Over the next three days, Deisi rode four different buses on her way to Chicago. She navigated bus stations across the country and fought her nerves by taking naps. While she mostly avoided speaking with strangers, she befriended a migrant family aboard one bus.
By the time she reached the bus station in Chicago, she had changed into a gray T-shirt and was wearing a small wooden cross around her neck.
Her dad was waiting. When she saw him, she dropped everything she was carrying and rushed to give him a hug.
"I was feeling like I was losing you, mi amor," Arreces Florian told her, sobbing.
The two held hands the entire way home from the bus station.
She's put her dreams on hold
Since arriving in Glendale Heights, Deisi has slept in the basement of a house she shares with her uncle and his family, her dad, her dad's wife and her 9-year-old stepsister. The basement is almost as big as Deisi's room at her grandparent's house in Guatemala.
She got a job serving ice cream and making aguas frescas at a Mexican restaurant near her uncle's home. She is excited that she could be waiting tables soon, she says. She saved her tips and bought a cellphone, which she uses to send selfies to her friends and call her sister in Guatemala.
"I just love her and need her so much," she said.
But Deisi's dreams of becoming a doctor or finishing high school are on hold. Her priority, she says, is making enough money to rent an apartment for her and her father.
Her dad has not been able to work full-time due to his lack of mobility, so Deisi has become the main breadwinner for the two of them. He has gotten some medications to alleviate the chronic pain in his legs but is still looking for a doctor who will reassess his wounds.
When she's not working, Deisi spends hours joking with her dad. Sometimes she tries new nail polish on her dad's toenails. Other days, she loads her dad's wheelchair into an Uber and they go together to the grocery store.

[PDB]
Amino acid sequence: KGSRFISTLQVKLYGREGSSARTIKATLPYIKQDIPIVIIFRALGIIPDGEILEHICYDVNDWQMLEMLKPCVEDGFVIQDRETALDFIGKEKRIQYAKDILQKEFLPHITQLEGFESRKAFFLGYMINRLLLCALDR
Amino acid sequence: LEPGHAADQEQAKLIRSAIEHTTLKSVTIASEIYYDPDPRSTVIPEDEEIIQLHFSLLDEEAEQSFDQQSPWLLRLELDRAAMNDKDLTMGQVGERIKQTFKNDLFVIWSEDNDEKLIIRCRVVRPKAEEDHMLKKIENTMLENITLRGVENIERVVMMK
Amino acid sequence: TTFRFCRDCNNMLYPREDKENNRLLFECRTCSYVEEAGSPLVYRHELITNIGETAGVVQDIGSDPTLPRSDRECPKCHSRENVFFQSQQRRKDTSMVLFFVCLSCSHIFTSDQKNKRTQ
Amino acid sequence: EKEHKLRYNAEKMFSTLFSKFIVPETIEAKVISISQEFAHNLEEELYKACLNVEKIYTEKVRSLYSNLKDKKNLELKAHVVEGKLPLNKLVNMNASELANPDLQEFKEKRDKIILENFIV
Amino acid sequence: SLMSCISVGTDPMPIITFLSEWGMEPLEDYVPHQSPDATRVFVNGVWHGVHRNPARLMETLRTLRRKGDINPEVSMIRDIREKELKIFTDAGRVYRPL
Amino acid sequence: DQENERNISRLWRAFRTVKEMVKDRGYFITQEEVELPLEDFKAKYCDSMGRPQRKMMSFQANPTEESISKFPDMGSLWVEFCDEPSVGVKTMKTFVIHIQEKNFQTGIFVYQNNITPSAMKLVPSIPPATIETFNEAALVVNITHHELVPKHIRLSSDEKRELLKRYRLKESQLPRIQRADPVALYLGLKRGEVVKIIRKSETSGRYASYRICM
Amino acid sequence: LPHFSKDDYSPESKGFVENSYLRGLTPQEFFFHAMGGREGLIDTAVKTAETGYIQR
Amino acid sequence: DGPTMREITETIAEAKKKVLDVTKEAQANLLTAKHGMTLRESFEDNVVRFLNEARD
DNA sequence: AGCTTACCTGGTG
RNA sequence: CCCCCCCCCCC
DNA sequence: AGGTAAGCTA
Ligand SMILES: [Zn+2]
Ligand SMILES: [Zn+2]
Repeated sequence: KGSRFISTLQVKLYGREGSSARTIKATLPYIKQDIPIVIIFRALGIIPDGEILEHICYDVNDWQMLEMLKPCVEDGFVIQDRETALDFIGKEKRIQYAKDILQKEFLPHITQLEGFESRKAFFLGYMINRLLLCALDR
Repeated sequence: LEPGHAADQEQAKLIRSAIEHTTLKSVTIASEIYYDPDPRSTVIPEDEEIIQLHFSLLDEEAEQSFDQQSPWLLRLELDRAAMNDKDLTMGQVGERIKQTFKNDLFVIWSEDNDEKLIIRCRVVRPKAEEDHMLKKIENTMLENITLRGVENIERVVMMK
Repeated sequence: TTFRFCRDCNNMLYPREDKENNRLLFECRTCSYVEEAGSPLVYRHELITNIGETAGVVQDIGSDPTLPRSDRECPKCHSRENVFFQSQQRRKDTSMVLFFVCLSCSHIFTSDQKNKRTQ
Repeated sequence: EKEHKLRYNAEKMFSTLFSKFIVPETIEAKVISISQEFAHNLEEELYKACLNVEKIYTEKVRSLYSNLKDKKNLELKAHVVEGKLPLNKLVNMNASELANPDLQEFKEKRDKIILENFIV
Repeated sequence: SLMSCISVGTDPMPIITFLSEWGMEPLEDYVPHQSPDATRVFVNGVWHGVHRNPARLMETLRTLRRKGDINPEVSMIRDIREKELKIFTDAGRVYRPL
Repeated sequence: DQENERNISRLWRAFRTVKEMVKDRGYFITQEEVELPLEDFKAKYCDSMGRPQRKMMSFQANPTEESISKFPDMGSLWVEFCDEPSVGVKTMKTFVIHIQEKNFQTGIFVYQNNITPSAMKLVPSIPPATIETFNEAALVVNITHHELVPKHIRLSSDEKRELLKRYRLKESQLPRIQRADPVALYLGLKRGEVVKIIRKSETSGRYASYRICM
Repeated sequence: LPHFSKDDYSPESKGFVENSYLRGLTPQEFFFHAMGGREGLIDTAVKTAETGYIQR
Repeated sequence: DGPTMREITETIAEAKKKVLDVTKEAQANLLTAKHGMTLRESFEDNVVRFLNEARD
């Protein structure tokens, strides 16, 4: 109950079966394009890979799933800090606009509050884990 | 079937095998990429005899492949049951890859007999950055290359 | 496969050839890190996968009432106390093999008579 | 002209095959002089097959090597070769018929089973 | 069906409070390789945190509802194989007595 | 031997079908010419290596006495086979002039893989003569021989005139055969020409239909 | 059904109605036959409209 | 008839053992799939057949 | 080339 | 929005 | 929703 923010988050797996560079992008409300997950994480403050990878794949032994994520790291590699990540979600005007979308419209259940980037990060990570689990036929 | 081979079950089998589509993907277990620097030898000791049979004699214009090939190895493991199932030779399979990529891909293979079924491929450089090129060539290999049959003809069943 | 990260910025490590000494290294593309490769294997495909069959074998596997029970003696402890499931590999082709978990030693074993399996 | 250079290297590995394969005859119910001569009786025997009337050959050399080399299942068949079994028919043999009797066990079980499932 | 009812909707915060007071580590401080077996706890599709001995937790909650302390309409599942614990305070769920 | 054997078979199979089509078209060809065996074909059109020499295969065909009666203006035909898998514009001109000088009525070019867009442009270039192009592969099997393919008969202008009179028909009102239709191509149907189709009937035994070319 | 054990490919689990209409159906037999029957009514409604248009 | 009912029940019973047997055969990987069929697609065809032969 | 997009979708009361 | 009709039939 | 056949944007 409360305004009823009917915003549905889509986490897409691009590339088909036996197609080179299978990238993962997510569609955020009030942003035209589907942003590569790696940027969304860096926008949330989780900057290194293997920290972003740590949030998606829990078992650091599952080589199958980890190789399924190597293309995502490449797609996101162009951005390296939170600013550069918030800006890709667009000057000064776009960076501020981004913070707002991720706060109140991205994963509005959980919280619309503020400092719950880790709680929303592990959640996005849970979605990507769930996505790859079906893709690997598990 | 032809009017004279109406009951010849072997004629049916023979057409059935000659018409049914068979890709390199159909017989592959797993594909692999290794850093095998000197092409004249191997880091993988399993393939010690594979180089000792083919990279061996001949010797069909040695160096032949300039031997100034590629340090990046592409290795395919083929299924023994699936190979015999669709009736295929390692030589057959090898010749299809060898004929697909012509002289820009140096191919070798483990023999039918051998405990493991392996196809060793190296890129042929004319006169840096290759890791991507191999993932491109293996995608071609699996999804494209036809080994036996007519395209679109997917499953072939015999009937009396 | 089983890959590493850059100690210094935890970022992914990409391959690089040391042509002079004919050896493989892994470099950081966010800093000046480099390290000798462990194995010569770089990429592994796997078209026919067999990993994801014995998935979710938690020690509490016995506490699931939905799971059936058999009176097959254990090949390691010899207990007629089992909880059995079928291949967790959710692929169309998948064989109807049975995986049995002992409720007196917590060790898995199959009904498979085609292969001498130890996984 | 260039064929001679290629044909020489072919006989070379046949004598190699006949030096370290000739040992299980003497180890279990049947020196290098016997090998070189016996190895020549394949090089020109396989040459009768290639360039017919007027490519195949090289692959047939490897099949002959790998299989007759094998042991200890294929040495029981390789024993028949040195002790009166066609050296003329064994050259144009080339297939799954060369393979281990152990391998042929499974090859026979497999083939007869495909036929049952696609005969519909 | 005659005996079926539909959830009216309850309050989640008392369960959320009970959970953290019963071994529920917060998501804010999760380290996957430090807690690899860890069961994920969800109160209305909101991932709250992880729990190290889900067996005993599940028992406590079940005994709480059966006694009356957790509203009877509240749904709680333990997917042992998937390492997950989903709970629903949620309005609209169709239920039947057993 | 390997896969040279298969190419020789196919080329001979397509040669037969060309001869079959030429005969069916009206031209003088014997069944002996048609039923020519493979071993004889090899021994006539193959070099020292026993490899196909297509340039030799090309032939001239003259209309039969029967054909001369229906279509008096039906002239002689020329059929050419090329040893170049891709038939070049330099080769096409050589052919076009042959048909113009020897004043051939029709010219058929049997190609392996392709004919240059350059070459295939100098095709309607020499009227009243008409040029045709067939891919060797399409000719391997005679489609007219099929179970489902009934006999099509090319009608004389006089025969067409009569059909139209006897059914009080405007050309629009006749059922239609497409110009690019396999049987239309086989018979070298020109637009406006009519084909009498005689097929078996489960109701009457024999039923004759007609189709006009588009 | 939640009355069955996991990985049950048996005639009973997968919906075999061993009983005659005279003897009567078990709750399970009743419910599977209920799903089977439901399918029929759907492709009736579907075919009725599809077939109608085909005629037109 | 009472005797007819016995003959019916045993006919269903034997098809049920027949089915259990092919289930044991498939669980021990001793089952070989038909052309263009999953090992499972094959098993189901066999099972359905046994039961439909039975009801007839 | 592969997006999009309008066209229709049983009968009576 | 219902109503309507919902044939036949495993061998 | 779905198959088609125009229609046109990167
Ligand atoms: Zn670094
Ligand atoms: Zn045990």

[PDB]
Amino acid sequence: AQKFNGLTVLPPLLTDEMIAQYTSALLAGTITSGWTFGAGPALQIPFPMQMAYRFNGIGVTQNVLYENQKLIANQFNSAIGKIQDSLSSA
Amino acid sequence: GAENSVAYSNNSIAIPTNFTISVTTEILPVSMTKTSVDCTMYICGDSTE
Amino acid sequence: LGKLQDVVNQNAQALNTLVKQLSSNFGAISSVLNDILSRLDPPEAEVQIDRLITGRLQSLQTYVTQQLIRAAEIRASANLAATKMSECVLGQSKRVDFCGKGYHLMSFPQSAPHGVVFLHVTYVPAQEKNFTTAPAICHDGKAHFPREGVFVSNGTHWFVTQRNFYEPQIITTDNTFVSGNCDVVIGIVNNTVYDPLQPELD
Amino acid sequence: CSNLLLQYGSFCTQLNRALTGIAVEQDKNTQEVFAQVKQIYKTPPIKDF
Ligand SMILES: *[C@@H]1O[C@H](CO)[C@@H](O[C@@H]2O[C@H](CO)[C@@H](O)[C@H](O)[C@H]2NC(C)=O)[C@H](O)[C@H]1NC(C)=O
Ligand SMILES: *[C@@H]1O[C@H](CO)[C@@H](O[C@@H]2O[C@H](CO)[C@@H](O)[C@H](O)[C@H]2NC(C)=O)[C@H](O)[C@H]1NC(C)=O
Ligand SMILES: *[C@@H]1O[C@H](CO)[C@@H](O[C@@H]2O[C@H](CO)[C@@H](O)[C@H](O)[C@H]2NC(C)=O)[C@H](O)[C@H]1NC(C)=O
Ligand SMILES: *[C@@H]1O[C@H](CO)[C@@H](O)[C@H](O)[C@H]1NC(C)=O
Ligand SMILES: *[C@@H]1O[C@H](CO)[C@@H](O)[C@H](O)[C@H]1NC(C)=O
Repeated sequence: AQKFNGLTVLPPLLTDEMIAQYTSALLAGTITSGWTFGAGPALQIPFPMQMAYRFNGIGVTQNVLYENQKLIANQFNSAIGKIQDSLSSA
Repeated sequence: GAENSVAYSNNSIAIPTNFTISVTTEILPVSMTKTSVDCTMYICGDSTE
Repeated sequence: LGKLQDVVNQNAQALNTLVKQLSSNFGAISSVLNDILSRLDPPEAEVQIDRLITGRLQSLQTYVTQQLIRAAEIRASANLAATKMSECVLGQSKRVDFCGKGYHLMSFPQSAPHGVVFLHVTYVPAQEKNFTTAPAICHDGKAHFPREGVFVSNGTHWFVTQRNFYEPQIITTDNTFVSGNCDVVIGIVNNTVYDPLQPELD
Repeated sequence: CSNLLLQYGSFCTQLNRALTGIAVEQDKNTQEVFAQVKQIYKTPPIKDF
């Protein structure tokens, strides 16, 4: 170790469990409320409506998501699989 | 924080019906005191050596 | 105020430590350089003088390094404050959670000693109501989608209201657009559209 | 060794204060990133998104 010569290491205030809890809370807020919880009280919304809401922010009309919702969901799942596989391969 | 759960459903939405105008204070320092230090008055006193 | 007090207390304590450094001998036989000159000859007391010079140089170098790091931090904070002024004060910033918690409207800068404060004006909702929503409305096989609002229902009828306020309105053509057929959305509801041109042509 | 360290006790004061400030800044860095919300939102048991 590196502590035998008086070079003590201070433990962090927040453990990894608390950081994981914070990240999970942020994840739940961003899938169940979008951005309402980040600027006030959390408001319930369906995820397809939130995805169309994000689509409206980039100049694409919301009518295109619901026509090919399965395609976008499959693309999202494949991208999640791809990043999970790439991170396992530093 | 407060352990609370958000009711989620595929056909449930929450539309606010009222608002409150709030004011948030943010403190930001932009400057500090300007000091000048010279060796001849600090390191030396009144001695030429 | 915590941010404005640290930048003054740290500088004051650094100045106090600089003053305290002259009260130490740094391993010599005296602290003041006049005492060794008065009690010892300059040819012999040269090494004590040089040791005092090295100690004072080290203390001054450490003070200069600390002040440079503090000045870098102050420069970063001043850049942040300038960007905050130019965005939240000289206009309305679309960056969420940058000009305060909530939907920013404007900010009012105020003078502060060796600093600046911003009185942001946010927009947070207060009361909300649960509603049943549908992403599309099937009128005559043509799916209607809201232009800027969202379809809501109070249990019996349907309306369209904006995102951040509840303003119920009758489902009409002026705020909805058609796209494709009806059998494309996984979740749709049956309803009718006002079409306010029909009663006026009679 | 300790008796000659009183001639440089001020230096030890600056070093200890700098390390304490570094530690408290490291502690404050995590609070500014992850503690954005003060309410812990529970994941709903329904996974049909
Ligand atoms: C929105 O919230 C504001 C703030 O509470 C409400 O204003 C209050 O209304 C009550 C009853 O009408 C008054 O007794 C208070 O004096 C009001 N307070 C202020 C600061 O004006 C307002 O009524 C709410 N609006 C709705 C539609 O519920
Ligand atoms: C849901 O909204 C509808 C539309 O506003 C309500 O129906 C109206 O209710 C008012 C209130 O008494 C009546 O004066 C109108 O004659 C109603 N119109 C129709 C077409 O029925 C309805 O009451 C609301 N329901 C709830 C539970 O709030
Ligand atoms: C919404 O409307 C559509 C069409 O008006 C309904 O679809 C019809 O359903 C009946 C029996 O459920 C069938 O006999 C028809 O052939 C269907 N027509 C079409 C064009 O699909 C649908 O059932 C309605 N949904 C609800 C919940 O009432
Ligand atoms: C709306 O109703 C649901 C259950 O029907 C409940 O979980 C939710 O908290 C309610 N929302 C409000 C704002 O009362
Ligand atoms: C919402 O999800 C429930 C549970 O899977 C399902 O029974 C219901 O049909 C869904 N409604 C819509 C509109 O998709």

"I used to say that I would never come to the US, and I often feel weird or out of place here," she said. "But at the same time I feel at home because I have my dad."
Still, their lives in the US are tenuous. Both Deisi and her father have court hearings next year, and neither know if they will be allowed to remain in the country. Over the past three months they've been periodically checking in at ICE offices.
Deisi was surprised when an ICE agent placed an electronic monitor on her ankle, restricting her from traveling outside Illinois.
"I was in shock. I asked why was I getting one but all of them spoke English and no one could tell me why," she said. "I think they gave me one in case I got desperate and wanted to go back to Guatemala."
At first, Deisi thought she would forget she was wearing the monitor. But she's been turned down for jobs once employers see it, she says. And she's afraid immigration officers will come for her if the monitor malfunctions or its battery dies.
"It's stressful for her to live with this constant threat that she's going to be deported," her dad told CNN.
Deisi and her father have spent hours calling immigration attorneys, just to learn they can't afford to pay any of them. Those who could do it pro bono so far have declined to take their cases or have a long waitlist.
So most days, Deisi puts her jacket and walks through cold, windy weather to the restaurant where she works. She's no longer thinking about her long-term future. Instead, she's worried about the present. And she hopes they'll get to stay in the US so her dad can heal and the two of them can build a new life, together.